Tachhala (month)

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Water sources are cleaned during Sithi Nakha festival.

Tachhalā (Nepal Bhasa: तछला) is the eighth month in the Nepal Era calendar, the national lunar calendar of Nepal.[1] The month coincides with Jyeshtha (ज्येष्ठ) in the Hindu lunar calendar and June in the Gregorian calendar.

Tachhalā begins with the new moon and the full moon falls on the 15th of the lunar month. The month is divided into the bright and dark fortnights which are known as Tachhalā Thwa (तछला थ्व) and Tachhalā Gā (तछला गा) respectively.

Among the major festivals observed during the month, the 6th day of the bright fortnight is Sithi Nakha which is dedicated to Kumar Kartikeya, one of the two sons of Hindu deity Shiva. The special food of the festival is "wo", a lentil cake.[2] The holiday has an environmental aspect apart from its religious significance. On this day, water sources like wells, ponds and fountains are cleaned.[3]

The full moon day of Gaidu Purnimā, known as Jyā Punhi in Nepal Bhasa, is a widely celebrated holiday. For Buddhists, Jya Punhi is sacred as the day when Prince Siddhartha, the Buddha-to-be, left his home in search of enlightenment.[4]

The full moon day is also known as Panauti Punhi for the festival that takes place in Panauti, a town to the east of Kathmandu. During Panauti Jātrā, chariot processions of the deities Bhairava and Bhadrakali are held in the most important celebration here.[5]

On the 8th day of the dark fortnight, the festival of Machā Tiyā Jātrā or Trishul Jātrā ("The Procession with the Trident") is held in Deopatan in Kathmandu.[6]

Days in the month[edit]

Thwa (थ्व) or Shukla Paksha
(bright half)
Gā (गा) or Krishna Paksha
(dark half)
1. Pāru 1. Pāru
2. Dwitiyā 2. Dwitiyā
3. Tritiyā 3. Tritiyā
4. Chauthi 4. Chauthi
5. Panchami 5. Panchami
6. Khasti 6. Khasti
7. Saptami 7. Saptami
8. Ashtami 8. Ashtami
9. Navami 9. Navami
10. Dashami 10. Dashami
11. Ekādashi 11. Ekādashi
12. Dwādashi 12. Dwādashi
13. Trayodashi 13. Trayodashi
14. Chaturdashi 14. Charhe (चह्रे)
15. Punhi (पुन्हि) 15. Āmāi (आमाइ)

Months of the year[edit]

Devanagari script Roman script Corresponding Gregorian month Name of Full Moon
1. कछला Kachhalā November Saki Milā Punhi, Kārtik Purnimā
2. थिंला Thinlā December Yomari Punhi, Dhānya Purnimā
3. पोहेला Pohelā January Milā Punhi, Paush Purnimā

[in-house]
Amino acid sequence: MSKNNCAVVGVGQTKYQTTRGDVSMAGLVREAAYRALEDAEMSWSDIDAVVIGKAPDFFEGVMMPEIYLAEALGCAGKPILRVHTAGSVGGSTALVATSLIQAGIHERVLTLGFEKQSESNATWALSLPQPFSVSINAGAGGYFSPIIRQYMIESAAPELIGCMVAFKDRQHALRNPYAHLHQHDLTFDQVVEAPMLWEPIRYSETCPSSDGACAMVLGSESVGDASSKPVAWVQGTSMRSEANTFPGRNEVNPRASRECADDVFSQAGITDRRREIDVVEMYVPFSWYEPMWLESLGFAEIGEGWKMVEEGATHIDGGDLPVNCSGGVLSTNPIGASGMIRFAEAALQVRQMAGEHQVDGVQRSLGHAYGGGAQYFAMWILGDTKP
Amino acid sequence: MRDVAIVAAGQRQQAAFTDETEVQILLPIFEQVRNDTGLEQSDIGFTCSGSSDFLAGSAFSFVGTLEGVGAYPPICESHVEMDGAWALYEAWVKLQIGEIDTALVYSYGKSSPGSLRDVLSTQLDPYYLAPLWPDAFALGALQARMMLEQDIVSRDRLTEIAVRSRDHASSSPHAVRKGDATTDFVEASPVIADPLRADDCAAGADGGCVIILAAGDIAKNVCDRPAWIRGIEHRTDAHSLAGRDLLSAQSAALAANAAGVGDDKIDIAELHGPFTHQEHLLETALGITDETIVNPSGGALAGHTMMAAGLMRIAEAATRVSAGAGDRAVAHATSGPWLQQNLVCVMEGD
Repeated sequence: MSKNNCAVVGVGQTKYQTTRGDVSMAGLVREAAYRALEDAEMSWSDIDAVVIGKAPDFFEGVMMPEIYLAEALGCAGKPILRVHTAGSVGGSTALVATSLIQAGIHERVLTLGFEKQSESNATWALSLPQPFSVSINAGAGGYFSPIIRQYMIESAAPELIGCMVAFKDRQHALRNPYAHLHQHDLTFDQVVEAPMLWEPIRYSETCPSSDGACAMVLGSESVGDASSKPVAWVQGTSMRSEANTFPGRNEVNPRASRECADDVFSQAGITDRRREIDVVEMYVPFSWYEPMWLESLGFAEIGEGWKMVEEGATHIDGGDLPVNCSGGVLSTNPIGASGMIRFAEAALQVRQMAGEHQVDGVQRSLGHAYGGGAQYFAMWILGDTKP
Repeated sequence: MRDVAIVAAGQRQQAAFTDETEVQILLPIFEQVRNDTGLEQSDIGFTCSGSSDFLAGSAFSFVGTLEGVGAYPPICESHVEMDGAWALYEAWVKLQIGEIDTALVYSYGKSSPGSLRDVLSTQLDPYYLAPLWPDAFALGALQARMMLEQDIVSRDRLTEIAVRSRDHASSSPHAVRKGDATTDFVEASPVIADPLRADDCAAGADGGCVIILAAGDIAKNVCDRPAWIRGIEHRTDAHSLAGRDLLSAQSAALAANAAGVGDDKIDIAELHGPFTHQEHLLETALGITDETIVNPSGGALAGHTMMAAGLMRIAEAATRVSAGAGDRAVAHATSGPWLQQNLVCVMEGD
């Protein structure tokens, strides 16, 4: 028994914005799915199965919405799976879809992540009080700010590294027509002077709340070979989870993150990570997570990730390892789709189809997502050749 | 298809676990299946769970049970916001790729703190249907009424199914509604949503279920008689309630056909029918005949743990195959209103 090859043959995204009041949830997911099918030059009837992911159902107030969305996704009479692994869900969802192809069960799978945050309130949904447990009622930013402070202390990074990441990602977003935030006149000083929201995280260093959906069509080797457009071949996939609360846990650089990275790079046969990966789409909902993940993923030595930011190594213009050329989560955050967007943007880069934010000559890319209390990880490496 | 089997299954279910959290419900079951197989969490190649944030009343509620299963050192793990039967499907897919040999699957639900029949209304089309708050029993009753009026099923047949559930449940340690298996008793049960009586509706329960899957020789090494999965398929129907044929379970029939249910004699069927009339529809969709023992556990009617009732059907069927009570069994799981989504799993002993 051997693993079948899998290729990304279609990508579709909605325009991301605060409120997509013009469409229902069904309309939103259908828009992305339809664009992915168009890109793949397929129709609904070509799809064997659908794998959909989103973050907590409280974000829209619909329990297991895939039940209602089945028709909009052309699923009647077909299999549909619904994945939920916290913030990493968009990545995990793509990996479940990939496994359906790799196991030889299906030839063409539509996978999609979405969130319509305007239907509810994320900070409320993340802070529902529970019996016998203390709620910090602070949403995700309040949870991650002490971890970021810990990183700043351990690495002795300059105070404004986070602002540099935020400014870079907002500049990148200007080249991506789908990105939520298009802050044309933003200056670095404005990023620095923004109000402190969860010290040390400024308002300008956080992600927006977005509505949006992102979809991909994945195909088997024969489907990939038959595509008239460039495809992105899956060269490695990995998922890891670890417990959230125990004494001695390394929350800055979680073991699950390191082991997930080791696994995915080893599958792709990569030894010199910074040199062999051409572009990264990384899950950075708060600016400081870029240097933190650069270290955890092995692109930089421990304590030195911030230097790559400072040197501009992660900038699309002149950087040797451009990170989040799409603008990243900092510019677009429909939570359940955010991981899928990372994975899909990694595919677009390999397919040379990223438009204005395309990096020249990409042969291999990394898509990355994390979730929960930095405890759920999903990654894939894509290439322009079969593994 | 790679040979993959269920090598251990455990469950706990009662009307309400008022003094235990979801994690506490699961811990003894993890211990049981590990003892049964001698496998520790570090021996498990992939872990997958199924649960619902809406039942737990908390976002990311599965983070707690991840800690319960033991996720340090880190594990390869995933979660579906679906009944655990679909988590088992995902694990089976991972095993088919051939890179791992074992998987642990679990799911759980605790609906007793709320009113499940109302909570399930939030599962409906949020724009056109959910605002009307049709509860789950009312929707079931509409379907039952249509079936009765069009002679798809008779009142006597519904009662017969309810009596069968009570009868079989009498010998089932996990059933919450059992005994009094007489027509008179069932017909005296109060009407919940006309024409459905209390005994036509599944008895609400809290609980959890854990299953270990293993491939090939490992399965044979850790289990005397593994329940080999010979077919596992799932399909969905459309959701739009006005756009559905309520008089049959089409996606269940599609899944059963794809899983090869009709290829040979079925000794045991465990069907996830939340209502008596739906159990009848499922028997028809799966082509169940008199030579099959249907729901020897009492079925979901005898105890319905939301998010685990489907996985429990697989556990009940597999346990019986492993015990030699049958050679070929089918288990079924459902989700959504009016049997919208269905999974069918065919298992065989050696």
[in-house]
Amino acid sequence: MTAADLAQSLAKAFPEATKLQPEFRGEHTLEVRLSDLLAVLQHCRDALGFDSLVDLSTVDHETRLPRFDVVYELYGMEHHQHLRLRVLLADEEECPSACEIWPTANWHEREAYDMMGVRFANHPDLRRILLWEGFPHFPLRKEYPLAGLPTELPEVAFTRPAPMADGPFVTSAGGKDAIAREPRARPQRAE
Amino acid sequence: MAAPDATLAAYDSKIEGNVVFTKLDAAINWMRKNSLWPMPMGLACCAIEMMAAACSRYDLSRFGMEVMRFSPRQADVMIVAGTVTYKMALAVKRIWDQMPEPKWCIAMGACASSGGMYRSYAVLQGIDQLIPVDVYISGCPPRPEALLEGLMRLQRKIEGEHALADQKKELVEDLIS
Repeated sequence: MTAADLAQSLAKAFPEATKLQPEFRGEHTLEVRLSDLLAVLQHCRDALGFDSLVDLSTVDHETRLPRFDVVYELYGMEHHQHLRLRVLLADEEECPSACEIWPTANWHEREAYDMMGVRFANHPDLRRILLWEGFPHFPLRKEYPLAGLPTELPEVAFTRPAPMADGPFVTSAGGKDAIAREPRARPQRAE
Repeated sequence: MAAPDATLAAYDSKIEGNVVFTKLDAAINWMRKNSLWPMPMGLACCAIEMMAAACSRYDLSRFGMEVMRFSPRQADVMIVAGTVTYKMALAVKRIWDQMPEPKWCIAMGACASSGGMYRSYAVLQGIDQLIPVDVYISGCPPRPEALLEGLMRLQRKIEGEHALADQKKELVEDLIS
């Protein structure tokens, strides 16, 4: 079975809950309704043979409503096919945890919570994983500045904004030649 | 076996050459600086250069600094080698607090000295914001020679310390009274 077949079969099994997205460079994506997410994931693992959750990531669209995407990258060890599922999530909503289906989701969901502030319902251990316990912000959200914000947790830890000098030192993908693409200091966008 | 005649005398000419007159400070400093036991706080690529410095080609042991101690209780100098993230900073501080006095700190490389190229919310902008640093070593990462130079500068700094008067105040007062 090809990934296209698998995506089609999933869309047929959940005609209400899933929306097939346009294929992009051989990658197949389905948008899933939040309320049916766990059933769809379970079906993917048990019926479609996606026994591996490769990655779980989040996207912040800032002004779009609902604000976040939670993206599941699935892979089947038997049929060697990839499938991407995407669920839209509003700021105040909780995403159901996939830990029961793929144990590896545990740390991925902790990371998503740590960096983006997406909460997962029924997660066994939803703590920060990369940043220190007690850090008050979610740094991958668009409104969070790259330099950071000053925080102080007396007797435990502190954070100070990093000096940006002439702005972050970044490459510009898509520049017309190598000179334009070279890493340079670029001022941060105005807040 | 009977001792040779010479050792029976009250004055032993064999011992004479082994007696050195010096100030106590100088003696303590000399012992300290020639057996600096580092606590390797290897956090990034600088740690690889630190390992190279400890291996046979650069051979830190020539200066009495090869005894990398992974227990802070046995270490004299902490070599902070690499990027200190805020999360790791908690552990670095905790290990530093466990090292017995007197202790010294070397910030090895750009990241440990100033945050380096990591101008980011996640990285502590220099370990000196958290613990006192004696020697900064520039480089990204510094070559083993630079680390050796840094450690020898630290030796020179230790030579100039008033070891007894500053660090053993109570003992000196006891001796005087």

4. सिल्ला Sillā February Si Punhi, Māghi Purnimā
5. चिल्ला Chillā March Holi Punhi, Phāgu Purnimā
6. चौला Chaulā April Lhuti Punhi, Bālāju Purnimā
7. बछला Bachhalā May Swānyā Punhi, Baisākh Purnimā
8. तछला Tachhalā June Jyā Punhi, Gaidu Purnimā
9. दिल्ला Dillā July Dillā Punhi, Guru Purnimā
10. गुंला Gunlā August Gun Punhi, Janāi Purnimā (Raksha Bandhan)
11. ञला Yanlā September Yenyā Punhi, Bhādra Purnimā
12. कौला Kaulā October Katin Punhi, Kojāgrat Purnimā

References[edit]

  1. ^ "Nepal Sambat gets national status". The Rising Nepal. 24 October 2008. Retrieved 16 May 2014. 
  2. ^ Bajracharya, Munindra Ratna (30 May 2014). "Sithinakha Parva". The Rising Nepal (Kathmandu). Retrieved 30 May 2014. 
  3. ^ Adhikari, Sharada (16 June 2011). "Sithi Nakha: Festival with a green touch". The Himalayan Times (Kathmandu). Retrieved 16 May 2014. 
  4. ^ Promotion of Buddhist Tourism Circuits in Selected Asian Countries; Issue 24 of ESCAP tourism review; SERIES ESCAP TOURISM REVIEW NO. 24. United Nations Publications. 2003. p. 46. ISBN 9789211203868. 
  5. ^ Levy, Robert Isaac (1990). "A Catalogue of Annual Events and Their Distribution throughout the Lunar Year". Mesocosm: Hinduism and the Organization of a Traditional Newar City in Nepal. University of California Press. p. 651. ISBN 9780520069114. 
  6. ^ Michaels, Axel (2008). "The Procession with the Trident (Trisuljatra)". Siva in Trouble: Festivals and Rituals at the Pasupatinatha Temple of Deopatan. Oxford University Press. p. 107. ISBN 9780195343021.